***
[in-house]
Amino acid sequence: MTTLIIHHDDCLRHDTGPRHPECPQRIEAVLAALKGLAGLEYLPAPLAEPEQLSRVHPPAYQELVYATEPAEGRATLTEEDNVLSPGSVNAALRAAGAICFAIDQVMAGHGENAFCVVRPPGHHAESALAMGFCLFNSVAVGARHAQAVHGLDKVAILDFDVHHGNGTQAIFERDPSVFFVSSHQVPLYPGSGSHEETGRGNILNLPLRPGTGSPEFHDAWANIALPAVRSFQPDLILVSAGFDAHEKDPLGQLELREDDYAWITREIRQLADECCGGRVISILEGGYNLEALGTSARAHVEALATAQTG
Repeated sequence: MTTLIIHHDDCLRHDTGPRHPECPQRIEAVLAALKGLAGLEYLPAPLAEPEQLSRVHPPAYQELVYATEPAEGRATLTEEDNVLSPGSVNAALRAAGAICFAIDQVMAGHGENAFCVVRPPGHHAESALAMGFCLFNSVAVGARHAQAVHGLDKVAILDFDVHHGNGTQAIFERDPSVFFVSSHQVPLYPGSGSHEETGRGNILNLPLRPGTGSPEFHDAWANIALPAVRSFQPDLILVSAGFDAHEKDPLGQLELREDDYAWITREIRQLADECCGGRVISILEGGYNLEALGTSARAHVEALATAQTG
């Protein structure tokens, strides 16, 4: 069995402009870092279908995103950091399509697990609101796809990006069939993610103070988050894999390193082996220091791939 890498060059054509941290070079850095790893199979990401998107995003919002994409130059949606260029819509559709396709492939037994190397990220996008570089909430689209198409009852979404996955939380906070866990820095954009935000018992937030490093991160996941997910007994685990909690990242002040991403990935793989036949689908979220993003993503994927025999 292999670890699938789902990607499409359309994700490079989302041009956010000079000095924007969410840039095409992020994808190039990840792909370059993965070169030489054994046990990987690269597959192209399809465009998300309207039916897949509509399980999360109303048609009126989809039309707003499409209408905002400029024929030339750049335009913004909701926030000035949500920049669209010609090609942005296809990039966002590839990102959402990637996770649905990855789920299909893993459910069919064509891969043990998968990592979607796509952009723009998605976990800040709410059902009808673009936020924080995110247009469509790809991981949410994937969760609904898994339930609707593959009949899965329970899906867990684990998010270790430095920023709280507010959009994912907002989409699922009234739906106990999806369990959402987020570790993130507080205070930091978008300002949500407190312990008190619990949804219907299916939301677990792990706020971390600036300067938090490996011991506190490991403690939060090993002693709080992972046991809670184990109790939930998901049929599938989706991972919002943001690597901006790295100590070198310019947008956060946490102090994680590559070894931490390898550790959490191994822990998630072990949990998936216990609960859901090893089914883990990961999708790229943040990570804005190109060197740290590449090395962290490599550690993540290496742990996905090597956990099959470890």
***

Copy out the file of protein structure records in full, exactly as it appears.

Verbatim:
[in-house]
Amino acid sequence: MTTLIIHHDDCLRHDTGPRHPECPQRIEAVLAALKGLAGLEYLPAPLAEPEQLSRVHPPAYQELVYATEPAEGRATLTEEDNVLSPGSVNAALRAAGAICFAIDQVMAGHGENAFCVVRPPGHHAESALAMGFCLFNSVAVGARHAQAVHGLDKVAILDFDVHHGNGTQAIFERDPSVFFVSSHQVPLYPGSGSHEETGRGNILNLPLRPGTGSPEFHDAWANIALPAVRSFQPDLILVSAGFDAHEKDPLGQLELREDDYAWITREIRQLADECCGGRVISILEGGYNLEALGTSARAHVEALATAQTG
Repeated sequence: MTTLIIHHDDCLRHDTGPRHPECPQRIEAVLAALKGLAGLEYLPAPLAEPEQLSRVHPPAYQELVYATEPAEGRATLTEEDNVLSPGSVNAALRAAGAICFAIDQVMAGHGENAFCVVRPPGHHAESALAMGFCLFNSVAVGARHAQAVHGLDKVAILDFDVHHGNGTQAIFERDPSVFFVSSHQVPLYPGSGSHEETGRGNILNLPLRPGTGSPEFHDAWANIALPAVRSFQPDLILVSAGFDAHEKDPLGQLELREDDYAWITREIRQLADECCGGRVISILEGGYNLEALGTSARAHVEALATAQTG
């Protein structure tokens, strides 16, 4: 069995402009870092279908995103950091399509697990609101796809990006069939993610103070988050894999390193082996220091791939 890498060059054509941290070079850095790893199979990401998107995003919002994409130059949606260029819509559709396709492939037994190397990220996008570089909430689209198409009852979404996955939380906070866990820095954009935000018992937030490093991160996941997910007994685990909690990242002040991403990935793989036949689908979220993003993503994927025999 292999670890699938789902990607499409359309994700490079989302041009956010000079000095924007969410840039095409992020994808190039990840792909370059993965070169030489054994046990990987690269597959192209399809465009998300309207039916897949509509399980999360109303048609009126989809039309707003499409209408905002400029024929030339750049335009913004909701926030000035949500920049669209010609090609942005296809990039966002590839990102959402990637996770649905990855789920299909893993459910069919064509891969043990998968990592979607796509952009723009998605976990800040709410059902009808673009936020924080995110247009469509790809991981949410994937969760609904898994339930609707593959009949899965329970899906867990684990998010270790430095920023709280507010959009994912907002989409699922009234739906106990999806369990959402987020570790993130507080205070930091978008300002949500407190312990008190619990949804219907299916939301677990792990706020971390600036300067938090490996011991506190490991403690939060090993002693709080992972046991809670184990109790939930998901049929599938989706991972919002943001690597901006790295100590070198310019947008956060946490102090994680590559070894931490390898550790959490191994822990998630072990949990998936216990609960859901090893089914883990990961999708790229943040990570804005190109060197740290590449090395962290490599550690993540290496742990996905090597956990099959470890």